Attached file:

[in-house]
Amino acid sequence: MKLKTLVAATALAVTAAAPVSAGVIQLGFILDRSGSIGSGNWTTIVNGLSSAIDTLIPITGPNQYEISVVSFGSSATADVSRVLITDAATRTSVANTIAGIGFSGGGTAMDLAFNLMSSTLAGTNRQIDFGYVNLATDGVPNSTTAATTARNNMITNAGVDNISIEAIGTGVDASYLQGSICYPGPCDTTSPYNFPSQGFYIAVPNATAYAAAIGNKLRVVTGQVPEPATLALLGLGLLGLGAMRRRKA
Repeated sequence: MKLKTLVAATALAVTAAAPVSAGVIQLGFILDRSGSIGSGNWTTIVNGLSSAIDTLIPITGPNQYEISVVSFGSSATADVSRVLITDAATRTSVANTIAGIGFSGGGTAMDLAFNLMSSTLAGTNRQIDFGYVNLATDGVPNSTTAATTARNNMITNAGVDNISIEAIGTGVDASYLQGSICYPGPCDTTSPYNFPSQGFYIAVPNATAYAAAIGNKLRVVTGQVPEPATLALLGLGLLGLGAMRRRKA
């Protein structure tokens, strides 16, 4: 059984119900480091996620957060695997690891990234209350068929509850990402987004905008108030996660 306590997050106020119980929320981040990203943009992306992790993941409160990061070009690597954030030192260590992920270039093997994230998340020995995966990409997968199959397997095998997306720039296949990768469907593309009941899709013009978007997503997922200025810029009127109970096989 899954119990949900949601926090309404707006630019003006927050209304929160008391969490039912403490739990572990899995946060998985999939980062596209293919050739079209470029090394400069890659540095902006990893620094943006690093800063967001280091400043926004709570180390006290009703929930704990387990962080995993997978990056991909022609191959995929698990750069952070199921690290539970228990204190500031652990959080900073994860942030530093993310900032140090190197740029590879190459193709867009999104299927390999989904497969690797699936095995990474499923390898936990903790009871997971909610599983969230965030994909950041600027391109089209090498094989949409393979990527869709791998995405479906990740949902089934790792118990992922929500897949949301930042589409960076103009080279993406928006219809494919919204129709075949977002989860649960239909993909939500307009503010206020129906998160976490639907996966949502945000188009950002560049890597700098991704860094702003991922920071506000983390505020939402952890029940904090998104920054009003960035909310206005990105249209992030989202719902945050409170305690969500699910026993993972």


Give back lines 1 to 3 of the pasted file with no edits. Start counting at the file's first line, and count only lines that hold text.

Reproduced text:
[in-house]
Amino acid sequence: MKLKTLVAATALAVTAAAPVSAGVIQLGFILDRSGSIGSGNWTTIVNGLSSAIDTLIPITGPNQYEISVVSFGSSATADVSRVLITDAATRTSVANTIAGIGFSGGGTAMDLAFNLMSSTLAGTNRQIDFGYVNLATDGVPNSTTAATTARNNMITNAGVDNISIEAIGTGVDASYLQGSICYPGPCDTTSPYNFPSQGFYIAVPNATAYAAAIGNKLRVVTGQVPEPATLALLGLGLLGLGAMRRRKA
Repeated sequence: MKLKTLVAATALAVTAAAPVSAGVIQLGFILDRSGSIGSGNWTTIVNGLSSAIDTLIPITGPNQYEISVVSFGSSATADVSRVLITDAATRTSVANTIAGIGFSGGGTAMDLAFNLMSSTLAGTNRQIDFGYVNLATDGVPNSTTAATTARNNMITNAGVDNISIEAIGTGVDASYLQGSICYPGPCDTTSPYNFPSQGFYIAVPNATAYAAAIGNKLRVVTGQVPEPATLALLGLGLLGLGAMRRRKA